Reprint: Wilmot, the Poet: Contributed to National Tradition

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Frank Wilmot, writing under the pen-name of "Furnley Maurice," was a social poet, who made a distinctive and original contribution to national tradition, being a keen critic, as well as a poet.

This was stated at the University College last night by Mr. T. Inglis Moore, when he delivered the second of his lectures in the series, "Two Social Poets."  

On his death in 1942, Frank Wilmot was manager of the Melbourne University Press, and spent his life in that city, writing, selling and publishing books. He was a prolific poet,     publishing 13 volumes, which covered pure lyrics, reflective odes, descriptive verse, satire, and even a book of children's verses.

Mr. Inglis Moore said that his most mature and valuable poetry was in his ''Melbourne Odes," published in 1934, one of which won the Dyer Centenary Prize during Melbourne's Centenary celebrations. Here he set out to give "Imaginative significance to everyday objects" in a modern, unpoetical language. Thus, he is important as a poetic revolutionary in Australia in his use of modern idioms to describe modern life.

Other poems in the Melbourne series included one on the agricultural show at Flemington and "The Victoria Markets, Recollected in Tranquility." From "Ode to a Grey-Haired Old Lady Knitting at an Orchestral Concert, Price Two and One, Plus Tax," his imagination created a fine poem, just as his sardonic humour found expression in the satires called "Odes for a Curse-Speaking Choir."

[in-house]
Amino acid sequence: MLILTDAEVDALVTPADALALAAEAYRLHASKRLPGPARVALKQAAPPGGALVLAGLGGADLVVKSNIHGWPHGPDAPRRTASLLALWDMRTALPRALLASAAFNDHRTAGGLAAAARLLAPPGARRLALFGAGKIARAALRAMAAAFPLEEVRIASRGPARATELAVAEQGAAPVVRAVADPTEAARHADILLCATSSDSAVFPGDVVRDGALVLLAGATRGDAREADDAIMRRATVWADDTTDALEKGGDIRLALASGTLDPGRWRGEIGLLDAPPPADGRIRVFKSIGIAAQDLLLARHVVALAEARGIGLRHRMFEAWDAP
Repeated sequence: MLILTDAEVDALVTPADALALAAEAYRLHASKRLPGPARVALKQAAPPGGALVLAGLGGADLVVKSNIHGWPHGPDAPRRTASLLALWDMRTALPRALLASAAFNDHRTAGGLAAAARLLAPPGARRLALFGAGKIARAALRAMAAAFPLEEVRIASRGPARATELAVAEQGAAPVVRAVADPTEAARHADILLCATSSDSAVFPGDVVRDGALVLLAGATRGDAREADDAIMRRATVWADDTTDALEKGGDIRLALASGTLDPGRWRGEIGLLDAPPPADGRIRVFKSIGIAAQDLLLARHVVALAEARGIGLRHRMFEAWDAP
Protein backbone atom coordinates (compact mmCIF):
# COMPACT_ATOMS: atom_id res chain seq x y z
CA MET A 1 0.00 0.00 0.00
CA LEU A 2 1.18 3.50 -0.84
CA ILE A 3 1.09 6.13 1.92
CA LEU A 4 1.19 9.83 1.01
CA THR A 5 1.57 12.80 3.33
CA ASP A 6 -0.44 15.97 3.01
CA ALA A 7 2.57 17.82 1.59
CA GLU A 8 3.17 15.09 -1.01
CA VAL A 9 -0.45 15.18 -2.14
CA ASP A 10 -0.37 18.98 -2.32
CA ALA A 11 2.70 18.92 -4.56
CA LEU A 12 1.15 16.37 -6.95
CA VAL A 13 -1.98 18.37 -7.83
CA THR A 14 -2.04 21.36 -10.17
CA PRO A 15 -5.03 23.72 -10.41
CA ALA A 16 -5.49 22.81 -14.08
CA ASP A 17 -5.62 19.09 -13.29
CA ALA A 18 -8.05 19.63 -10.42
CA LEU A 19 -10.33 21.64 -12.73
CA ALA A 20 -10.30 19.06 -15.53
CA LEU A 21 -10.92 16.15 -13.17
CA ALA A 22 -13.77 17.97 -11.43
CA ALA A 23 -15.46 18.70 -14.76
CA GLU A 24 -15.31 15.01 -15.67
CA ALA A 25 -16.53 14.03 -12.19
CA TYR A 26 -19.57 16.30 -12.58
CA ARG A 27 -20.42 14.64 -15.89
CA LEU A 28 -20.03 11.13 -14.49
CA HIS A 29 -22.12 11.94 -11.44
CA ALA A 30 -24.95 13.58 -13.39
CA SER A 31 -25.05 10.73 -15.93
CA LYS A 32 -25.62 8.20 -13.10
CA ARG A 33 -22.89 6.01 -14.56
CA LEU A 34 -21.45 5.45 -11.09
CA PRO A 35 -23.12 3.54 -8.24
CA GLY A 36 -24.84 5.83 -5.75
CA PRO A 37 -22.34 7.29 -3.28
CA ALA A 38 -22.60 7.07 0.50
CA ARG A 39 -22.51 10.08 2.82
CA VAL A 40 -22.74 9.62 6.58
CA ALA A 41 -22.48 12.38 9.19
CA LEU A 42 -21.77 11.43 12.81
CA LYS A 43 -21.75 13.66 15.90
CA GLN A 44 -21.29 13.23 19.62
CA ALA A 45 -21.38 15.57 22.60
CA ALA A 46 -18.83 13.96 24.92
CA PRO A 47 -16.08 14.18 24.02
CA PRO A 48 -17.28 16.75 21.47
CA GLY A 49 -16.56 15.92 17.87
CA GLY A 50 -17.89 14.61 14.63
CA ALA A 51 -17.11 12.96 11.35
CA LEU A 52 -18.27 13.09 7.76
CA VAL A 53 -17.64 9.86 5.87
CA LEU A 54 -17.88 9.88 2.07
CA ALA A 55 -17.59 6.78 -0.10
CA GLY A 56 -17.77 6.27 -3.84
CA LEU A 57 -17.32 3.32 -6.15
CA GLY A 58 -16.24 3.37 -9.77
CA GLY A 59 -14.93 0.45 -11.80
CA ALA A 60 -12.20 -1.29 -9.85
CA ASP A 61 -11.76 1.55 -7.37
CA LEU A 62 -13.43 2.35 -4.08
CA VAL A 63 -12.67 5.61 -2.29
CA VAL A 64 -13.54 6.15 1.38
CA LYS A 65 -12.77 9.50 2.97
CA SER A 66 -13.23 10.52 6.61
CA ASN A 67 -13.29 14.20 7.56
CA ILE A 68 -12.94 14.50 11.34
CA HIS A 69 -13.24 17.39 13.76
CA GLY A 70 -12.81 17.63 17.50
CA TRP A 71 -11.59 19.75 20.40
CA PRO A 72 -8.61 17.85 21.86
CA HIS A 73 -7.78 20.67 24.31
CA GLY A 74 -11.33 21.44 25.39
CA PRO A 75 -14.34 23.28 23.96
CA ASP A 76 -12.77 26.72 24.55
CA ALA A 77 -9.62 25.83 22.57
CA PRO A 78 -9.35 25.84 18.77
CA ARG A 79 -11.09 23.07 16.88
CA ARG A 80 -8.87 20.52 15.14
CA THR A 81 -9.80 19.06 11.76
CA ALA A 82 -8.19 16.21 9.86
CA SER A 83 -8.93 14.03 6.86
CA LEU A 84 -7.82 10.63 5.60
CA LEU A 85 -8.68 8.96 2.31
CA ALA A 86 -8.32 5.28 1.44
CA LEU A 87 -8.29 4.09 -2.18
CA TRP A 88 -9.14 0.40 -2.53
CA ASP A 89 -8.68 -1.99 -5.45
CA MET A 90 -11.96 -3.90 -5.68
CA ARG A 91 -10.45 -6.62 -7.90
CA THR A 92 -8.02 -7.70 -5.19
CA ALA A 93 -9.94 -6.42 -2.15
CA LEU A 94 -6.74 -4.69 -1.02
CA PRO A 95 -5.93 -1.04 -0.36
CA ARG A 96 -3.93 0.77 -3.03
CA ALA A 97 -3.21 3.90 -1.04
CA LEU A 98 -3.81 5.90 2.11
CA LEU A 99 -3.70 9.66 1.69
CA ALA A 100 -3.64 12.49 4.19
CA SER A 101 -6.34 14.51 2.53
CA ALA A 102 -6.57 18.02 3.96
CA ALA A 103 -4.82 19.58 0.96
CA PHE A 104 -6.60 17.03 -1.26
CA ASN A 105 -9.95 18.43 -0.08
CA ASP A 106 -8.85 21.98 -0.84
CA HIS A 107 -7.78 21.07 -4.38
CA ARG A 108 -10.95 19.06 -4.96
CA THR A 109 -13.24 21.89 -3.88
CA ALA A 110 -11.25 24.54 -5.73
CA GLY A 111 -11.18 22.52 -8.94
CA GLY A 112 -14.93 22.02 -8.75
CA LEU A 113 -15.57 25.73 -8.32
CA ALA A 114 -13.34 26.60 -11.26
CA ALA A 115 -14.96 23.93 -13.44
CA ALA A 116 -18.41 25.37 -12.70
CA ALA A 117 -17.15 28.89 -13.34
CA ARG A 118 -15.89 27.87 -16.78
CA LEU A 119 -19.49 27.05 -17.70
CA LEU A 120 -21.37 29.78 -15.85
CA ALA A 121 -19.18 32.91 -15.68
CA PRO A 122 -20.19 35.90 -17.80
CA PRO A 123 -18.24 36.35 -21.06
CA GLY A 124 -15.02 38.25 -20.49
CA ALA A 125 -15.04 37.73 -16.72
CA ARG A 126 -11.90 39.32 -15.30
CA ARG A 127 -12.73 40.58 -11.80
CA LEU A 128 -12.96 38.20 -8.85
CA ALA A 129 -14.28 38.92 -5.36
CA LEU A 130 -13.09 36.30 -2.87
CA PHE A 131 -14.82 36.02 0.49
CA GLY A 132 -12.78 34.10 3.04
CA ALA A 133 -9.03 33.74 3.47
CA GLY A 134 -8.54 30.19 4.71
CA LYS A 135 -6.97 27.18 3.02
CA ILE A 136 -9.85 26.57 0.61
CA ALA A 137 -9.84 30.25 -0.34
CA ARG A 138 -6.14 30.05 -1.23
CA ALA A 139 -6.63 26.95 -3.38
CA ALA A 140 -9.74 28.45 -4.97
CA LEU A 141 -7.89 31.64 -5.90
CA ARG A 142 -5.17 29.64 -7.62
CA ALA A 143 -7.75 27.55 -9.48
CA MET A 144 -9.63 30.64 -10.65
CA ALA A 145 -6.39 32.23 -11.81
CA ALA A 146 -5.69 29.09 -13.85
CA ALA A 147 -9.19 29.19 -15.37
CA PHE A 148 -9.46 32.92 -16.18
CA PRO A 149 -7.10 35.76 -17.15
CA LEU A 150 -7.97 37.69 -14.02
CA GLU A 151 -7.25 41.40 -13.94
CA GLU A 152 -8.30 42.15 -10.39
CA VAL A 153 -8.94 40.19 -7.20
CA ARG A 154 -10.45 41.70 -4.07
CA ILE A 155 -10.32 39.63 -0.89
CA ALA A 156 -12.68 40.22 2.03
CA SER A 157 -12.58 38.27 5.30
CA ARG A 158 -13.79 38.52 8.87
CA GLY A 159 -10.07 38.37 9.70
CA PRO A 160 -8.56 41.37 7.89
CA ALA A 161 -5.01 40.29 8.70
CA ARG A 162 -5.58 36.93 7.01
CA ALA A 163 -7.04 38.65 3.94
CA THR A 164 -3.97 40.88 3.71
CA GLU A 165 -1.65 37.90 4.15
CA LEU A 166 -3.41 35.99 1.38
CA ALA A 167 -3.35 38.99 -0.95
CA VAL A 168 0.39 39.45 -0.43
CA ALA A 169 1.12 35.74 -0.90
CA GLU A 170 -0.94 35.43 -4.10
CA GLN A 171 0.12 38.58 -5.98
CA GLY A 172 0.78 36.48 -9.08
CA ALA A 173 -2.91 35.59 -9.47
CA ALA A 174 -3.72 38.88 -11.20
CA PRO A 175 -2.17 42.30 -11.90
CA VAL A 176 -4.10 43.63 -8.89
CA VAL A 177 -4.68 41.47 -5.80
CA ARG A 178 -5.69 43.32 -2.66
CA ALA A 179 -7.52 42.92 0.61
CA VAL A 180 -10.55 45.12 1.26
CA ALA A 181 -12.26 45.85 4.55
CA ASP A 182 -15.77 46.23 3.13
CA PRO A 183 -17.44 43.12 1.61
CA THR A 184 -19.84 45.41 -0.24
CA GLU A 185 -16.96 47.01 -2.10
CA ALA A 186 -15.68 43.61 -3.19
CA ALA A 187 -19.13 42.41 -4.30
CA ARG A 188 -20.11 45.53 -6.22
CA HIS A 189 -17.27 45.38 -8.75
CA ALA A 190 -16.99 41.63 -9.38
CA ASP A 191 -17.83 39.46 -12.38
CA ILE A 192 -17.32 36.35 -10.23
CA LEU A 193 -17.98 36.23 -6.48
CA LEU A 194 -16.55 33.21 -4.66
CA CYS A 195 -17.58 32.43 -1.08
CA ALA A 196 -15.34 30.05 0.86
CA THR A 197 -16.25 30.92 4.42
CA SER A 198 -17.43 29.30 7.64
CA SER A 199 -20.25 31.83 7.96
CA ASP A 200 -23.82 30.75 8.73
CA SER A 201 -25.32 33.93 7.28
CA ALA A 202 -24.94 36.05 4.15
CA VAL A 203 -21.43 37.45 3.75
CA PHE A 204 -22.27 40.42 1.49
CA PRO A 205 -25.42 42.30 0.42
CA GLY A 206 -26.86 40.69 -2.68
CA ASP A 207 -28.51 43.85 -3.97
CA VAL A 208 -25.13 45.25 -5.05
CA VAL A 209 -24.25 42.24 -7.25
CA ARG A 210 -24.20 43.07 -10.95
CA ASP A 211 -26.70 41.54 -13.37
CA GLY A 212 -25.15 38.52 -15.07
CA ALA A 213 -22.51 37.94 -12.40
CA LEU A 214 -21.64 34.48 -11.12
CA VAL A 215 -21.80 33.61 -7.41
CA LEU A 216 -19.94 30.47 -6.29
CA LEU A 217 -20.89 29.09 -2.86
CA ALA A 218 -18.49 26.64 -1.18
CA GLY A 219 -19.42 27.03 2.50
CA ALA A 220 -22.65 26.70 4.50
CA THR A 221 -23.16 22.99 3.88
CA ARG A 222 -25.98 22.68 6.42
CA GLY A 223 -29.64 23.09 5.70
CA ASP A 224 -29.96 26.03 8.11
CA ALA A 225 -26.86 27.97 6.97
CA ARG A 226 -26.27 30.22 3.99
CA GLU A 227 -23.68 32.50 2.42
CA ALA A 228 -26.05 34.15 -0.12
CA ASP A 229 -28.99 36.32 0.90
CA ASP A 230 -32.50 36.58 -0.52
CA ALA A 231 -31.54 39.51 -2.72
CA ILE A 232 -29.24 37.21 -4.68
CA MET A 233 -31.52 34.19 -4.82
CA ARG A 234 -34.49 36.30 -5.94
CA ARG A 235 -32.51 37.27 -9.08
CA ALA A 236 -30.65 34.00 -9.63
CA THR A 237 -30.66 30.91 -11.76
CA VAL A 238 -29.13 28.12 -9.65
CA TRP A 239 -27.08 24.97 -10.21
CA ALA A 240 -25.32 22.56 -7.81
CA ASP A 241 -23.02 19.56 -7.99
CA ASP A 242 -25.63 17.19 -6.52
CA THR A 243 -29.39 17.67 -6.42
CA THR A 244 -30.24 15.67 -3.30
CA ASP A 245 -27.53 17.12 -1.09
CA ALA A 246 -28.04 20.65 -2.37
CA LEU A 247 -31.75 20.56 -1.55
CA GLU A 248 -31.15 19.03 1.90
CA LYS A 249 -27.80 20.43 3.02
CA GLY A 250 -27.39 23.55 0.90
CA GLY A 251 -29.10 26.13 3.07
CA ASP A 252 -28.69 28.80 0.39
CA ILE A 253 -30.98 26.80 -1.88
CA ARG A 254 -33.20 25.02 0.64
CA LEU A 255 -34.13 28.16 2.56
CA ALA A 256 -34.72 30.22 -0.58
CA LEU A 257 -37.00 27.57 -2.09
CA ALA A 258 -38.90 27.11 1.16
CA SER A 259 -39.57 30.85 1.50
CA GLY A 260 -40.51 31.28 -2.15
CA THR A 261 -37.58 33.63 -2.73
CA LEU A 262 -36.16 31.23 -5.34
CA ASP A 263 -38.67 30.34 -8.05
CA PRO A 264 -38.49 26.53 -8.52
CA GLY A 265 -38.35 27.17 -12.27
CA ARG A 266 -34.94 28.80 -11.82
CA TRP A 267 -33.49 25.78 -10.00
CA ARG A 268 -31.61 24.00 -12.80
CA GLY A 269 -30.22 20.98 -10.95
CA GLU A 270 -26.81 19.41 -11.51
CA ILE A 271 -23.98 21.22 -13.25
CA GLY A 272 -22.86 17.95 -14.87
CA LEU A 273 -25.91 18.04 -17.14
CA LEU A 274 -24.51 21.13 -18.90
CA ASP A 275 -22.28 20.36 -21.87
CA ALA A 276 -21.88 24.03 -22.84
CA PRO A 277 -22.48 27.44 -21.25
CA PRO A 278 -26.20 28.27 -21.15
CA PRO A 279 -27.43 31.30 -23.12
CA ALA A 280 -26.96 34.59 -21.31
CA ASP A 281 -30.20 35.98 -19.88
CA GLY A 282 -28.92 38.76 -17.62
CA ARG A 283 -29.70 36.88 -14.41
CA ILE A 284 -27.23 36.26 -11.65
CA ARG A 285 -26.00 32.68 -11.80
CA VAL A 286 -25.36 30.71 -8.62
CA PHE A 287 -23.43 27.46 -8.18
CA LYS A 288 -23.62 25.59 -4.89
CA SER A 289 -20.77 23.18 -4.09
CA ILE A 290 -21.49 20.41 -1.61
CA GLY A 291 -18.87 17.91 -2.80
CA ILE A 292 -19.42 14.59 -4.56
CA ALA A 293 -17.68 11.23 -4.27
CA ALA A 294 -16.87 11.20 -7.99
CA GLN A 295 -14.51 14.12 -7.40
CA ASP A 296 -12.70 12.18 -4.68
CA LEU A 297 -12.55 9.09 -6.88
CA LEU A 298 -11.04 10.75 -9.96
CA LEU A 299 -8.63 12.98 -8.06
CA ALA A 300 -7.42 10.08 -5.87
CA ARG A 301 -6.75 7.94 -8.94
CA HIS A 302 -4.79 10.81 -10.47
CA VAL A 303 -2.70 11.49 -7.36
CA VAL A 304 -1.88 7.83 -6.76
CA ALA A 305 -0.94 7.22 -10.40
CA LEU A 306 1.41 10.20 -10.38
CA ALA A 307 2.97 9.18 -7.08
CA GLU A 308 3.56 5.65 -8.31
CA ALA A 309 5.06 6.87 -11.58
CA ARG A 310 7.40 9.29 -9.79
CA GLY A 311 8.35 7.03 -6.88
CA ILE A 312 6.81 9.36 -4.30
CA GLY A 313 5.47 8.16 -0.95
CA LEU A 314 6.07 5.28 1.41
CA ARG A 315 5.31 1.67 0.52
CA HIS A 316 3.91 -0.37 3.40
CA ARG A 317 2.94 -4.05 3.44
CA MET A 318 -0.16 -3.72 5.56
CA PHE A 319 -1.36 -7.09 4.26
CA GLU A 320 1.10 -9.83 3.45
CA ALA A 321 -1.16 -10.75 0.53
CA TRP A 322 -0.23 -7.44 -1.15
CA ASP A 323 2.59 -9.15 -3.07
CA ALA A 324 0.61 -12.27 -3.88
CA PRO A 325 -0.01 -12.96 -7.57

In conclusion, Mr. Moore pointed out that Wilmot was placed in the first six of Australian poets. His special value will probably be as a romantic realist, who presented Melbourne life around him in a highly individual amalgam of brute fact, satiric humour and penetrating imagination.

First published in The Canberra Times, 27 September 1945

[Thanks to the National Library of Australia's newspaper digitisation project for this piece.]

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This page contains a single entry by Perry Middlemiss published on September 7, 2011 8:45 AM.

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